Do hungry people ring your doorbell? This is a common occurrence in my life.
Do hungry people ring your doorbell? This is a common occurrence in my life. I Last week, an elderly woman rang the doorbell right at dusk. It was cold out, and I ran to answer thinking it was one of the girls who had forgotten her keys. “Would you have something you could give me to eat?” she asked me politely. Our pantry was nearly empty, because Acsa, the nursing student who lives with me, had not yet been to the store for the week. I found a box of macaroni and cheese and took it to the gate. She received the box with heartfelt thanks.
A second after I closed the door, the doorbell rang again. “Can you tell me how to cook this?” asked the same lady. “I don’t know how to read,” she added. I read the instructions on the box for her.
Yesterday it was right after lunch. We had guests and no leftovers. I answered the door when the bell rang. This time it was a young man with dreadlocks. He looked confused when I asked, in the traditional way, “¿En qué le puedo server?” (How might be of service to you?) He could not look directly at me as he mumbled, “What can I do? I am hungry.” I asked him to wait a minute. Acsa helped me prepare a cheese sandwich, a cup of hot tea, and an apple. Again he did not look at me as I gave him the food, but he said “thank-you” softly and placed the sandwich, the cup, and the apple in an old paint bucket and walked away.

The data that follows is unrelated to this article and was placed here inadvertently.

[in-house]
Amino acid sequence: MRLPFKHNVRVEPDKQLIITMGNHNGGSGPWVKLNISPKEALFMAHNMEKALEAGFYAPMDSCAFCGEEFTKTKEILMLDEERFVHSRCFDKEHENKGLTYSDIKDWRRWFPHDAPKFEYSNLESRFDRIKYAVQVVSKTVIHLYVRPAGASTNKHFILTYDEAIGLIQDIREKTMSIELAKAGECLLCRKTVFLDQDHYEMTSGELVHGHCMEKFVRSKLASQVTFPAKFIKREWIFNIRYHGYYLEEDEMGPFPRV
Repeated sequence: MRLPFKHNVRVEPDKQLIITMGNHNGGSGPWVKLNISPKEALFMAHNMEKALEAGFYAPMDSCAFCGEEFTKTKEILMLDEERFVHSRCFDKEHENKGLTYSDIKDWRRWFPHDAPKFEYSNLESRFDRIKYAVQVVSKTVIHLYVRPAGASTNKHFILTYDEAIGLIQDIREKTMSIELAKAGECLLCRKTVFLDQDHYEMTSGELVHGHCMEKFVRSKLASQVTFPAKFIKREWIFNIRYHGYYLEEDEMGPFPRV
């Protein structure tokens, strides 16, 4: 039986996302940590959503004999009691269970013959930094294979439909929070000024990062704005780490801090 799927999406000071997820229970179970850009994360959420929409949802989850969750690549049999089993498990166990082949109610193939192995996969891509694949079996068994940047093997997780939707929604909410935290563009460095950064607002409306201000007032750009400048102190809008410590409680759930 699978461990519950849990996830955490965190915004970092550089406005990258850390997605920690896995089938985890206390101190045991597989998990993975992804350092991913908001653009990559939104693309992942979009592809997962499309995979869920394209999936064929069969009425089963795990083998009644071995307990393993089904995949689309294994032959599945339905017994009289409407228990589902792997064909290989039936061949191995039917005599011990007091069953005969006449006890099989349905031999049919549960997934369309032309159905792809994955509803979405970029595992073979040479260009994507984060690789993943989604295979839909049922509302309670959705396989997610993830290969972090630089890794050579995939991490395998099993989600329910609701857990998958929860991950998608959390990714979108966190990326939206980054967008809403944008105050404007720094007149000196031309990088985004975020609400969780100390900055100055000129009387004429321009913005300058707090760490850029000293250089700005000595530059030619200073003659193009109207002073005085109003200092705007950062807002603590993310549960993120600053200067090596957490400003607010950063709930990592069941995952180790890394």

I rarely see the people twice, and have often wondered if someone has put a secret mark on our house or if people work their way through the whole neighbourhood until they get to ours. The answer came to me last year, on an icy day, when an effeminate, barefoot, toothless, shaggy haired young man rang the door bell. He frightened Carolina, my other house mate, and at the same time sparked her compassion. She called me to the door. “I am hungry,” he stated in a childlike voice, “and I want to go home.” I opened the gate and went and sat next to him on the curb. He told me his long sad story of abuse and loneliness. Carolina prepared some food as I listened. I gave him the five dollars he said he needed to for the bus home. We got him a warm pair of socks and a jacket, too. He smiled and exclaimed excitedly, “I just knew that at this house I would find someone who loves God! I can see in your eyes that you do.” I guess God has marked our house. Has God marked yours?
Elena Huegel is a missionary with the Pentecostal Church of Chile (IPC). She serves as an environmental and Christian education specialist.